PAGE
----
• when my PLN added tweets and comments to support my students learning

We have had a great start to the year. Now, to relax for the weekend before starting the fun whirlwind again!

Relationships in the Classroom

A few years back I heard Dr. Russell Bishop speak in Simcoe County. Coming across this video of him has got me wired for sound again. 🙂

He has done research in New Zealand around Maori education. In New Zealand, educators face a similar situation as we do here. We are failing our First Nations population when it comes to our responsibility to educate all. There is a major achievement gap between First Nations and non-First Nations students. Dr. Bishop has come to the conclusion that a big part of success for Maori students is the relationships in the classrooms. I would assume (without any research of the sort – yet) that the same thing is true for our First Nations, Metis and Inuit students in Ontario. How wonderfully empowering is that for a teacher? All those times we’ve thrown our hands in the air saying “if only I could do something”, expressing that feeling of hopelessness which often turns into frustration. Well, it looks as if there just might be…

The reason I am so fascinated with Dr. Bishops work is that he’s actually found a way to work with educators to improve these relationships. That is amazing to me. I’ve helped colleagues and other educators work on specific skills (using technology, using math manipulatives, assessment techniques, rich tasks), but to work with teachers on something so personal is intimidating. My weak understanding of what he does (which may be wrong) is to create PLC within the schools and send in trained facilitators. What I wouldn’t give to be able to attend the training for one of these facilitators! I am unaware of any place in Ontario that is working with teachers to improve the relationships with students in the classroom. Please, please correct me if I’m wrong, I’d love to know of places that are focusing on this.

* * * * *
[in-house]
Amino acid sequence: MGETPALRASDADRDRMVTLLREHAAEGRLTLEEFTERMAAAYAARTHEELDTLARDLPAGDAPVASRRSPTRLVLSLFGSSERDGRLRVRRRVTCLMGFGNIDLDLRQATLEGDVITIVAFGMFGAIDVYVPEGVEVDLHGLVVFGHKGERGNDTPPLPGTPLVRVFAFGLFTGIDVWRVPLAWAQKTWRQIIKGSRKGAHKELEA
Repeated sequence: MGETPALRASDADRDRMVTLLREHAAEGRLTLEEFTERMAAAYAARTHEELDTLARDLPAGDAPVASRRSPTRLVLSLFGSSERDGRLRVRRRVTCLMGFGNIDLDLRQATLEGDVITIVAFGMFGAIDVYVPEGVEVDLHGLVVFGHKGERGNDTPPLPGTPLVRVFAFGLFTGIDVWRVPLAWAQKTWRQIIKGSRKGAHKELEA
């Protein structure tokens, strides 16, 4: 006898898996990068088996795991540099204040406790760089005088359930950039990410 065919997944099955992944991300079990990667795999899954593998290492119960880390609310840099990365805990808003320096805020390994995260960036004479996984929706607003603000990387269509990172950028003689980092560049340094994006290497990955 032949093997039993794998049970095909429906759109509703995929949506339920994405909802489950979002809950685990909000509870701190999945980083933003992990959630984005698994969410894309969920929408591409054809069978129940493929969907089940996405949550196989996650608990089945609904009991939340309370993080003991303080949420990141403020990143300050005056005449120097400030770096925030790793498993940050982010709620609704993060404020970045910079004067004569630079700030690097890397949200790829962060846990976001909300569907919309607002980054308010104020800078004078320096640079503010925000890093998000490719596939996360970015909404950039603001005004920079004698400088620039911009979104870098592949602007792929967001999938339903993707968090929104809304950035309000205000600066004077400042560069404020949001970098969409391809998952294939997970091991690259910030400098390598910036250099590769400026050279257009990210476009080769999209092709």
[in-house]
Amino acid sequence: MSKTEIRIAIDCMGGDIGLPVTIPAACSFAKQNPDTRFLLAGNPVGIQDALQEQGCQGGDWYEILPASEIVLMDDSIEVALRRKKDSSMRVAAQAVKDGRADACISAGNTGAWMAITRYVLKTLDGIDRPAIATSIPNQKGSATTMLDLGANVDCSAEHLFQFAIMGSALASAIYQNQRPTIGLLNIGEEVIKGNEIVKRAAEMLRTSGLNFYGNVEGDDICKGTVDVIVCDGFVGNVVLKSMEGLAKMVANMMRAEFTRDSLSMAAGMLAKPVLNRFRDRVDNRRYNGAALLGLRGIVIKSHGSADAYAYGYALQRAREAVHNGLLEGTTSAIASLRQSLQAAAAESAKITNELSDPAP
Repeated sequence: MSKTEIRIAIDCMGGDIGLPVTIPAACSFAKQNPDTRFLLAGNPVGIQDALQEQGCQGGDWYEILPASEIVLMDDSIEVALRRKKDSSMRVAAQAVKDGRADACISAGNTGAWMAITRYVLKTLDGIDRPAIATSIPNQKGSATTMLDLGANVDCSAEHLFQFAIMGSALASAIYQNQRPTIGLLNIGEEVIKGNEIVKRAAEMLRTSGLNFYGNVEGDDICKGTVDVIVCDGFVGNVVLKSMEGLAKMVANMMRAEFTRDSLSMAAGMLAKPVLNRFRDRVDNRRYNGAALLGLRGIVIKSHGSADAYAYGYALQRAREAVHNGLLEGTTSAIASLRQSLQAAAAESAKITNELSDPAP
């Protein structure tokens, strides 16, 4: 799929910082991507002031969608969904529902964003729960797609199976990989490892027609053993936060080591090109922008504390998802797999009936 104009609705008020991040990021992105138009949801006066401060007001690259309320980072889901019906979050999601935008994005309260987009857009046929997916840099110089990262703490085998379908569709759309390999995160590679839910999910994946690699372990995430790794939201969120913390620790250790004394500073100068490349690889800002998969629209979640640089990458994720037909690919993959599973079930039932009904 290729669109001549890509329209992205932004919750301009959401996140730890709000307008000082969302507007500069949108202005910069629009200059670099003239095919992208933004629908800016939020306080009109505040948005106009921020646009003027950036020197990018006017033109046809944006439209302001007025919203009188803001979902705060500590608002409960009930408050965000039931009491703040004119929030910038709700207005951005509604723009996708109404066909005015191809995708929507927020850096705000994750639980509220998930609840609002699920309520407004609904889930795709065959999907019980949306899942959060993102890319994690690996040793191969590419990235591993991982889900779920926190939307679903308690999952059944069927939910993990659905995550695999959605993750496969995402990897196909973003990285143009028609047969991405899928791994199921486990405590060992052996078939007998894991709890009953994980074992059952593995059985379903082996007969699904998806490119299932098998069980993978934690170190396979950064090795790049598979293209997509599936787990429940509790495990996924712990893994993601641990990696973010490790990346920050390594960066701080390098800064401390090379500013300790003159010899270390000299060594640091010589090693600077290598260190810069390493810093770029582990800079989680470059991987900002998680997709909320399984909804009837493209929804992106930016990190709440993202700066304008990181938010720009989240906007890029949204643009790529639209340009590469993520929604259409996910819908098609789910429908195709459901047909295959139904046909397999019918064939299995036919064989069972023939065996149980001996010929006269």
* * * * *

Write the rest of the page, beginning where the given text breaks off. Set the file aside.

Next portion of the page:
I would like to extend my thought one step further – that this building of relationships between teacher and students would also improve the success of students at-risk (whether they are of an Aboriginal background or not). They do not relate to the school culture. The one where reading and writing well are what get recognized. The one where you learn while sitting in a desk. So, if we cannot change everything about the educational system quickly enough, maybe we could at least focus on these teacher-student relationships to help improve access to education for many struggling students.
Now, if only I knew HOW to develop the ability to build these relationships… 🙂